• You should now be able to rotate the alternator away from the inlet manifold which will give you enough room (just) to undo the alternator output terminal.
  • Disconnect the vacuum hose.
  • Undo the bottom mounting bolt which is a T50 Torx head. The nut rests in a recess and it’s good to just leave it there.
  • With a bit of wiigling and heaving and shoving you can move the alternator towards the drivers side guard and the a little bit forward.
  • At the back of the alternator there is a connector which needs to be disconnected. You should be able to just squeeze it and it’ll pull out. Of course you won’t be able to squeeze it because it’ll be full of red dirt and other grunge. Pick as much as you can out with a toothpick and eventually you’ll be able to release it.
  • Now comes the fun part. Looking from the front, rotate the alternator clockwise and at the same time tilt the front up and you’ll get to a point where you can lift it out. If it’s in the right position it’ll come out without forcing it past anything.

Fitting the alternator is a reversal of the above apart from the fiddling about getting the oil return hose in position. Don’t forget to put the hose clamps on the hose before you connect it all up. Lubricating the inside of the hose makes life a lot easier too. Put the hose on the engine end and tighten the hose clamp before you do anything else – it’s a lot easier to get to without the alternator there.
Do NOT forget to remove the cardboard behind the fan.

After it’s all done and tested roundly curse the bastard that loctited the fan nut and then have a couple of beers, wines, scotches, whatever.

Our camper

Our camper is a 2017 Balance Trailers forward fold.

Balance Trailers BT20HF forward fold.

As can be seen it’s a pretty large affair. It’s pretty heavy too weighing in at 2 tonnes GTM (Gross Trailer Mass). The end nearest the draw bar is a queen sized inner spring mattress bed while the rear of it is a sort of lounge room which can be converted to a double bed so it can sleep four. The canvas is so called Bradmill Kordux Lightweight. I’d sure like to steer well clear of their Kordux Heavyweight canvas. It’s treated against just about everything up to, and possibly including, nuclear holocaust.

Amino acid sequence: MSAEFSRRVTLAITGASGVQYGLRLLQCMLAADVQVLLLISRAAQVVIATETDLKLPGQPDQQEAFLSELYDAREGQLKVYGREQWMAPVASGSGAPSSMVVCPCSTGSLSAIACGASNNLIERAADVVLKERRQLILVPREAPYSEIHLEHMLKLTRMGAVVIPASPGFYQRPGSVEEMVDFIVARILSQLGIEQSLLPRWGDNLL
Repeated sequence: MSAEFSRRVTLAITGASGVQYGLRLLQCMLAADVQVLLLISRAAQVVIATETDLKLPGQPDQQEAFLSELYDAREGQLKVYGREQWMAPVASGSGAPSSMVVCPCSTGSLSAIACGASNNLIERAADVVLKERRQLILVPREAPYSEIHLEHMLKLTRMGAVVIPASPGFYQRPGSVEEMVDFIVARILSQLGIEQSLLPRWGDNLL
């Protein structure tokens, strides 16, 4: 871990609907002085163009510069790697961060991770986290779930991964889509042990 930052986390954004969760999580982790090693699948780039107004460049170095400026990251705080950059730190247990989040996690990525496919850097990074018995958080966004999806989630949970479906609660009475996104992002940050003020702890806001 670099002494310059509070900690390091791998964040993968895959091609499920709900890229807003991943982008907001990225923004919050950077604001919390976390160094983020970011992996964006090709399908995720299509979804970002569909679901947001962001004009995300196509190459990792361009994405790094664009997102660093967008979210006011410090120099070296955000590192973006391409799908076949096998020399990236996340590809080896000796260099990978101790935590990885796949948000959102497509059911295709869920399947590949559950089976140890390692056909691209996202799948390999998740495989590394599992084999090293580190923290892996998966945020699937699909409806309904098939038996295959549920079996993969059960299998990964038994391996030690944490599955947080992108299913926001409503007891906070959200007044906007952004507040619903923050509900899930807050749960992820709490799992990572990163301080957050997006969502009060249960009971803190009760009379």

It has a slide out kitchen consisting of a sink with a cold water tap and a four burner stove.The four front lockers hold our Engel 40 litre fridge / freezer which is unbelievably good – it was able to keep the frozen stuff frozen during a string of days over 45 degC. The other three lockers hold plastic tubs for food, cutlery and crockery, the pegs and poles for the annex and our BBQ oven as well as a couple of extension leads and lights, 250W solar blanket, etc. There’s also a narrow full width locker that holds the steps which we need to put the annex up because we’re short. Once the camper is up we can’t open that locker.

On the other side are two more lockers which give access to a 2,000 watt inverter, the 240V battery charger, the DCDC charger and the solar regulator. It’s all Victron and can keep us in power for as long as we like as long as we get no more than four days without any solar panel action or have any other means of charging the batteries. The batteries are also Victron. Two LiFePo4 12.8V 160Ah in parallel.

The water tank under the rear holds 100 litres and there is one 12V pump for the kitchen sink. That’s enough water for us for a week if we are careful to not go overboard.

It all sounds a bit complicated but it really isn’t. From the time we pull up to the time we can get the kettle on is about ten or fifteen minutes. If we take the time to put the awning up it takes another twenty or so minutes. If we do the whole monkey puzzle thing with all of the poles it takes about an hour but we usually don’t. As long as the awning is up the kitchen is covered and if we want to stay out of the weather we go inside rather than put the full annex up. We usually don’t even take a lot of the canvass with us.

Here’s a few photos of the camper both folded up and set up.

Brand new and folded up in the front yard.
And from the rear
A wonky old setup at Bradley’s Hut in the Kosciusko National Park
Set up at Pilaga Bore NSW

Well, that’s our current camper. Before this camper we had an Indigo rear fold camper which we sold for a couple of reasons.

1. It didn’t really suit our needs It was small and light but it was too small and had bugger all indoor room to sit and relax or eat, etc.

2. The chassis broke in Bourke NSW which we managed to get repaired but it left us feeling that we couldn’t trust it.

3. The kitchen really wasn’t a kitchen. No built in stove or sink or drawers, no tap and very small.

Here’s a few photos of it.

Set up at Marla

As you can see the fridge and food boxes needed to live in the back of the car which was not ideal.

Getting down and dirty on the Oodnadatta Track.